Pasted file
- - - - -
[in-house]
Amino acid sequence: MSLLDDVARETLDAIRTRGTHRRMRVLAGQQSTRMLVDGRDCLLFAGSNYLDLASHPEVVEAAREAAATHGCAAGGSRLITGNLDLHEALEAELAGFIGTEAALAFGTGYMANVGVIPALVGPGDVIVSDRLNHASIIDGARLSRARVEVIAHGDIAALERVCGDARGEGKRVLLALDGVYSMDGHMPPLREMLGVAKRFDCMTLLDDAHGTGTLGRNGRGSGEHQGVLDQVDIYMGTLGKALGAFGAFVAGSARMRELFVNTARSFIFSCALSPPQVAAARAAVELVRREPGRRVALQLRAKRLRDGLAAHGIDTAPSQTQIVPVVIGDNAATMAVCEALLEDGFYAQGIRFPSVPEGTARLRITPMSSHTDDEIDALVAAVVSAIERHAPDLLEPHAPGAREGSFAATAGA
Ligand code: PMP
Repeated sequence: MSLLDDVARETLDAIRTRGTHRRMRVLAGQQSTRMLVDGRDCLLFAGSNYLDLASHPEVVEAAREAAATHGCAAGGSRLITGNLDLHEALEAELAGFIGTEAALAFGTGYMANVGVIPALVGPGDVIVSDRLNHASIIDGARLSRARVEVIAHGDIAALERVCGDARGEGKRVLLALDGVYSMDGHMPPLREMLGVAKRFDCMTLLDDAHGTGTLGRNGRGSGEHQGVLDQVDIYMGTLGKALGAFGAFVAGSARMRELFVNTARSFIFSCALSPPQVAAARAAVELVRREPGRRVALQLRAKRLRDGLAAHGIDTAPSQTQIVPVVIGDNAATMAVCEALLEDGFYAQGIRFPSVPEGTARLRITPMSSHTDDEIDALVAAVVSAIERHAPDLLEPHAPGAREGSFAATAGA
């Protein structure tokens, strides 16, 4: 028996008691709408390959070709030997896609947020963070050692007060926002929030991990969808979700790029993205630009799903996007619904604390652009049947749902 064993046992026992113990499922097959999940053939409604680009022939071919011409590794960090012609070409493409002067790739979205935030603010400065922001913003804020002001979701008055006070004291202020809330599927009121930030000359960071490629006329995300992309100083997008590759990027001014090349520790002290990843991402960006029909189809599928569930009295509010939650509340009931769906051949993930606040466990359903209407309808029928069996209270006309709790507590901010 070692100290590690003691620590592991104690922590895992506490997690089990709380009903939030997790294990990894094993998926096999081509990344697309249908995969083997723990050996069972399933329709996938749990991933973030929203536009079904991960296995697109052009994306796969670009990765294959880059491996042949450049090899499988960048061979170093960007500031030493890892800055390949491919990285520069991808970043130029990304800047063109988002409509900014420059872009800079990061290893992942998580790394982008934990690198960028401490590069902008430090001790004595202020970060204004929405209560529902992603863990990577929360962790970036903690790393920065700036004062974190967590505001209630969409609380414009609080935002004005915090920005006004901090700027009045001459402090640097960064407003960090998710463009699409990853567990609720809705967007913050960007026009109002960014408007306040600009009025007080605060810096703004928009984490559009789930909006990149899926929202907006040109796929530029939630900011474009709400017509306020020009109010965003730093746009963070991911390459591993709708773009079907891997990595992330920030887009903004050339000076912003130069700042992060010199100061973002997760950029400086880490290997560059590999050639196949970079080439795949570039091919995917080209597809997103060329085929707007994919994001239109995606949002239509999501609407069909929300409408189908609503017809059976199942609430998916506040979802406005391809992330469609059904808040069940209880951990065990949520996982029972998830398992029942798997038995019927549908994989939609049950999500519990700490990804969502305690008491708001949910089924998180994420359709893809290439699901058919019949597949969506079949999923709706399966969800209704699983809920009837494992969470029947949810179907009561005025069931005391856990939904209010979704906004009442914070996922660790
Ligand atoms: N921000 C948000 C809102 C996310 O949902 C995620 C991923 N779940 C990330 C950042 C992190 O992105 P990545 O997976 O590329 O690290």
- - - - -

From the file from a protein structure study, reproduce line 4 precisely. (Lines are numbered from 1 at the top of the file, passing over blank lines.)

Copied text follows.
Repeated sequence: MSLLDDVARETLDAIRTRGTHRRMRVLAGQQSTRMLVDGRDCLLFAGSNYLDLASHPEVVEAAREAAATHGCAAGGSRLITGNLDLHEALEAELAGFIGTEAALAFGTGYMANVGVIPALVGPGDVIVSDRLNHASIIDGARLSRARVEVIAHGDIAALERVCGDARGEGKRVLLALDGVYSMDGHMPPLREMLGVAKRFDCMTLLDDAHGTGTLGRNGRGSGEHQGVLDQVDIYMGTLGKALGAFGAFVAGSARMRELFVNTARSFIFSCALSPPQVAAARAAVELVRREPGRRVALQLRAKRLRDGLAAHGIDTAPSQTQIVPVVIGDNAATMAVCEALLEDGFYAQGIRFPSVPEGTARLRITPMSSHTDDEIDALVAAVVSAIERHAPDLLEPHAPGAREGSFAATAGA